Is your indigestion a sign of something more? Here are 10 symptoms of IBS to look out for.
Suffering from a gastrointestinal problem–be it constipation, diarrhoea, or excessive gas–is no walk in the park. To make matters worse, it isn’t exactly an easy topic to bring up at the dinner table. Can you imagine discussing your bowel movement to your brother- or sister-in-law over Sunday Roast?
You’re probably already trembling from thinking of the awkward silence and shifty side glances. As a result, there’s no way to know if what you’re experiencing is typical (especially after an indulgent meal) or if you’re suffering from something more–like irritable bowel syndrome (IBS). Here we look at 10 symptoms of IBS to help you work out what you’re experiencing.
What is IBS?
What are the 10 symptoms of IBS?
Generally, IBS involves abdominal discomfort plus altered bowel movements, but these symptoms can also be accompanied by others that may appear unrelated, like anxiety, depression, and tiredness. More on that below.
#1 – Abdominal pain and cramping
One of the most common of our 10 symptoms of IBS is abdominal pain. This is often described by sufferers as spasms, cramping, dull aching, and overall general stomach discomfort. This pain is believed to stem from a breakdown in the cooperative signals between the hormones, nerves, and signals released by gut bacteria. Problematically this leads to uncoordinated and painful tension in the muscles of the digestive tract. For some individuals, IBS pain decreases following a bowel movement or passing gas.
#2 – Gas and bloating
Perhaps the most embarrassing and disturbing of the 10 symptoms of IBS is the uncontrollable gassiness. Publicly passing gas (especially in an otherwise quiet environment) can be downright humiliating. Even though doctors are still trying to figure out the exact reason behind this gassiness, there are 2 popular theories:of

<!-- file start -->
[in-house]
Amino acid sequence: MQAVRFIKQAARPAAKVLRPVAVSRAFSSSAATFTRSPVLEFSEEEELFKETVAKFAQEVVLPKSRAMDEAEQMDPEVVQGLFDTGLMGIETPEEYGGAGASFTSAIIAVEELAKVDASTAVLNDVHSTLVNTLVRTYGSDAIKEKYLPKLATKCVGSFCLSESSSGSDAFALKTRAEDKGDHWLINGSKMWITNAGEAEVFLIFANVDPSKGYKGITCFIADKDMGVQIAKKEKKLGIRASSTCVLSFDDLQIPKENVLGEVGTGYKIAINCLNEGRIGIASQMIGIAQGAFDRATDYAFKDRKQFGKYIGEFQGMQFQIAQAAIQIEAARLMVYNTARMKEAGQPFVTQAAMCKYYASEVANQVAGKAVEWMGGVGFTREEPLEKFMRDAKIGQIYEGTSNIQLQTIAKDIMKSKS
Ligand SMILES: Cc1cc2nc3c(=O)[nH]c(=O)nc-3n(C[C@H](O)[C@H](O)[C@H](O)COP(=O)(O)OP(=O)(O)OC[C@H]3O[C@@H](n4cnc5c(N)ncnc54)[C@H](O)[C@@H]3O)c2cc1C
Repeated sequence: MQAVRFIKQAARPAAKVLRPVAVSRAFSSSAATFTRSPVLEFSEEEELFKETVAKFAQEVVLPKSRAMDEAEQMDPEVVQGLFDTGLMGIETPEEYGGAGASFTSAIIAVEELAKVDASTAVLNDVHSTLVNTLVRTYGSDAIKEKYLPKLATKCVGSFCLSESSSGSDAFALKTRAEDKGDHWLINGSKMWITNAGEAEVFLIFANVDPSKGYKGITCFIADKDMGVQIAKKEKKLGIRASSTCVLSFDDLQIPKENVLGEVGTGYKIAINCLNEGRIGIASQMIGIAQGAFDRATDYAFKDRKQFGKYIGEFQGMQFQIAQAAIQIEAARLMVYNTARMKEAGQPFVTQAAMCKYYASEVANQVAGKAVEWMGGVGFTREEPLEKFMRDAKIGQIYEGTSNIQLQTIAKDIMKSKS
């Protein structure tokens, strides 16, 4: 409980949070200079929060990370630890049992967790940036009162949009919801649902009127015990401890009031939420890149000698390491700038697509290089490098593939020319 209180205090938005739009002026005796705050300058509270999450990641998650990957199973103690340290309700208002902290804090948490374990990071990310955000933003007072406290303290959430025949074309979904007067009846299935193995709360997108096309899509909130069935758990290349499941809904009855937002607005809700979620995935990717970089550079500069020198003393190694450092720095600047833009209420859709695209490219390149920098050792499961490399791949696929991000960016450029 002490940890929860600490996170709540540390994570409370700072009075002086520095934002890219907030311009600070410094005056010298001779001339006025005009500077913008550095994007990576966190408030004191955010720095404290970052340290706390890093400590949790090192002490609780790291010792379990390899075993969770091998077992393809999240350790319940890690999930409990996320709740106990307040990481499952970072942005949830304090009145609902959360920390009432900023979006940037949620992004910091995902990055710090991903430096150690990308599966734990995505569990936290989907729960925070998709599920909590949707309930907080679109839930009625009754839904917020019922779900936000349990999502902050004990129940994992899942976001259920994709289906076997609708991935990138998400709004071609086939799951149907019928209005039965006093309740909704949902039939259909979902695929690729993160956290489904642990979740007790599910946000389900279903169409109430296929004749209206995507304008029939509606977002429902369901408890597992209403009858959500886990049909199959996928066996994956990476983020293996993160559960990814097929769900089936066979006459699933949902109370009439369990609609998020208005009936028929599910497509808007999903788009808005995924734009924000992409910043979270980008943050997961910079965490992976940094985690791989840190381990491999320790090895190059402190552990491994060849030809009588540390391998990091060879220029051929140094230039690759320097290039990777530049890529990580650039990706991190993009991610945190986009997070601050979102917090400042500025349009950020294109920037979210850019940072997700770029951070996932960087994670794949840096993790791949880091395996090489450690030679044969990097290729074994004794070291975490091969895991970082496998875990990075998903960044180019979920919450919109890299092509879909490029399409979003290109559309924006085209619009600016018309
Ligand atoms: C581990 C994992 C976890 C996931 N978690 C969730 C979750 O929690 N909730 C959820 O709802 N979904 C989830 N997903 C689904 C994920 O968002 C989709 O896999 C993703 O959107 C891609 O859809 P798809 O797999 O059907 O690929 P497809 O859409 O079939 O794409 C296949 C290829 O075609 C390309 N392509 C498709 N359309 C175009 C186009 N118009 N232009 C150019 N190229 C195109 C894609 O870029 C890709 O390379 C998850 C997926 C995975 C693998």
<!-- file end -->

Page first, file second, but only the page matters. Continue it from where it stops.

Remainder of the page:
- Gut bacteria – The strains of bacteria in the gut, also known as microbiota, may differ in people with IBS compared to a healthy individual. If the ‘bad’ bacteria outnumber the ‘good,’ gassiness can result.
- Slowed passage of waste material – Bowel contractions can be weaker in IBS sufferers. As a result, the passage of waste material in the gut slows and gas becomes trapped. This can then result in increased gassiness.
#3 – Diarrhea
Something worthy to note is that for certain IBS-D sufferers, the urgency is so significant that they may be fearful of, or actually experience, bathroom accidents. Naturally this is undoubtedly a significant source of stress.
#4 – Constipation
#5 – Alternating bouts of diarrhoea and constipation
Guess what’s worse than suffering from diarrhoea or constipation alone? Experiencing alternating bouts of both, of course! This is known as alternating-type IBS (IBS-A) and affects about 20% of IBS sufferers. Swinging between these 2 extremes can happen over months, weeks, or even in the same day!
#6 – Food intolerance
#7 – Anxiety or depression
Given the amount of mental distress IBS can cause, it’s no surprise that the symptoms of IBS include anxiety and depression. According to a large 2015 study, individuals with IBS were 70% more likely to have a mood disorder, such as depression, and 50% more likely to have an anxiety disorder. So while it’s still unclear which precedes which (i.e. do anxiety and depression come first, or does IBS come first?), one thing’s sure: mood disorders and IBS symptoms reinforce one another in a vicious cycle.
#8 – Loss of appetite
#9 – Fatigue and difficulty sleeping
#10 – Changes in bowel movements
It can be a serious problem–especially if your stool is black and tarry. That indicates bleeding in the upper part of your digestive tract. Bright red blood or maroon-coloured blood, on the other hand, usually indicates a problem in the lower part of your digestive tract, including haemorrhoids or diverticulitis (infection or inflammation of pouches that can form in your intestines).
Suspect you have IBS?
Did you catch yourself nodding away to most (if not all) of the 10 IBS symptoms listed above? If IBS is adversely impacting your quality of life, you may want to visit a doctor who can help rule out other diseases, diagnose you with IBS–and perhaps most importantly, guide you through the process of identifying your unique triggers and finding ways to alleviate your symptoms. But if after reading this guide to the 10 symptoms of IBS you want to talk to a specialist then we are here. Remember: you don’t have to suffer in silence! Help is readily available.